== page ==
Holyoke Soldiers Home

Holyoke Soldiers' Home Employees Allege ‘Criminally Catastrophic Decisions' in COVID Outbreak

Workers have filed a class-action lawsuit against former managers and supervisors of the Holyoke Soldiers' Home, where 84 veterans died and many more were sickened at the beginning of the COVID-19 pandemic

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Employees at a home for veterans where dozens of people died at the beginning of the COVID-19 pandemic have filed a new class-action lawsuit against the facility.

In the spring of 2020, dozens of veterans died and many more were sickened at the Holyoke Soldiers' Home. It was among the worst outbreaks at a U.S. long-term care facility in the pandemic.

The complaint from employees, filed Thursday in federal court, accuses managers and supervisors of making a series of "criminally catastrophic decisions" in their mishandling of COVID-19 in the facility. More than 80 employees were sickened, the complaint says.

"You would tell them that this person's sick, and they really and truly acted like they didn't care," employee and plaintiff Debra Ragoonanan told NBC10 Boston. "It's just so hurtful and so disappointing to see how they treat these people, and the staff right now."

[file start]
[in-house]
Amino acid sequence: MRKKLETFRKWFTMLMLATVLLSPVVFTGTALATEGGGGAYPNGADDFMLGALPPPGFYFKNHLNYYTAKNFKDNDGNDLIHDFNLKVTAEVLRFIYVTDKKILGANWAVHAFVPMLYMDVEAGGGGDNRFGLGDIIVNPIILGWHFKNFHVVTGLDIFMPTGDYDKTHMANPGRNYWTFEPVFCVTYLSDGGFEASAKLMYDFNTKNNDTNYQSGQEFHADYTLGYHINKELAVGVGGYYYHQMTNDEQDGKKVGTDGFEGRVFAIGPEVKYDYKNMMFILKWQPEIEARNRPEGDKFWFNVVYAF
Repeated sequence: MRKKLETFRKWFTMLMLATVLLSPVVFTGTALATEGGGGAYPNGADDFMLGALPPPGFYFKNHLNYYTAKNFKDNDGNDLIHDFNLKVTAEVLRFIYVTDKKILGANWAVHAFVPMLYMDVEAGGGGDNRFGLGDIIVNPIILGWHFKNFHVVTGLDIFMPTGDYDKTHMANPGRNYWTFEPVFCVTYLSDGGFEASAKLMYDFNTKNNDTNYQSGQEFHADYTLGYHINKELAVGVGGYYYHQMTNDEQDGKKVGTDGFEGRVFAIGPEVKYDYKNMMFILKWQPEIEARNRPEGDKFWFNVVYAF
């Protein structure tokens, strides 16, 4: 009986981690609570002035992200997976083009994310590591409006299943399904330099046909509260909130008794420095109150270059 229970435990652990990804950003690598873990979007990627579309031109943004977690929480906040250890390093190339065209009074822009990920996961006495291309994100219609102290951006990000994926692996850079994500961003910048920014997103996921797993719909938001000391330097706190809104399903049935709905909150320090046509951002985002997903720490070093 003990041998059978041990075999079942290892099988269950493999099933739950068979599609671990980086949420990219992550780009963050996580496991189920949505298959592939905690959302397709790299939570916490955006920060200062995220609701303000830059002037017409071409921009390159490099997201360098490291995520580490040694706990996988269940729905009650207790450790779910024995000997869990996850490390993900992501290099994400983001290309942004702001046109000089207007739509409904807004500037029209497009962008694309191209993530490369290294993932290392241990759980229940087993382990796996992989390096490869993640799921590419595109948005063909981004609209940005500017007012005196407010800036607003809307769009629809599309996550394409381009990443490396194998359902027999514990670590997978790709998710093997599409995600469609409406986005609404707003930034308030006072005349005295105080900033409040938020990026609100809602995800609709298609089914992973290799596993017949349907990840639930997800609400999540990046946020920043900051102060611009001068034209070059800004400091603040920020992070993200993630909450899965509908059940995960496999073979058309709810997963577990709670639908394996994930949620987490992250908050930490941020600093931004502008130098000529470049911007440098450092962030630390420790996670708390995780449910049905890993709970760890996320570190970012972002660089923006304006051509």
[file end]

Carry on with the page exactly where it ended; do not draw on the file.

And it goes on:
Mass. Gov. Charlie Baker addresses the COVID-19 report from the Holyoke Soldiers' Home.

The lawsuit states that employees were deprived access to personal protective equipment and that workers who tested positive for COVID-19 were ordered to return to work after a three-day quarantine.

Among those named as defendants in the civil suit are the superintendent of the facility and its medical director during the outbreak, both of whom have faced other lawsuits.

Ragoonanan described the difficulty employees have faced since the deadly outbreak.

"They don't understand what it is we've been through. The PTSD is major, and we've been hiding. For me to come out and tell you that I've contemplated suicide is a lot, because I'm always happy-go-lucky, but after that, it's just too much."

A previous class-action suit from residents and their families ended in a $58 million settlement. Another class-action lawsuit from employees was dismissed by a judge last year on the grounds that the workers failed to show how their constitutional rights were violated.

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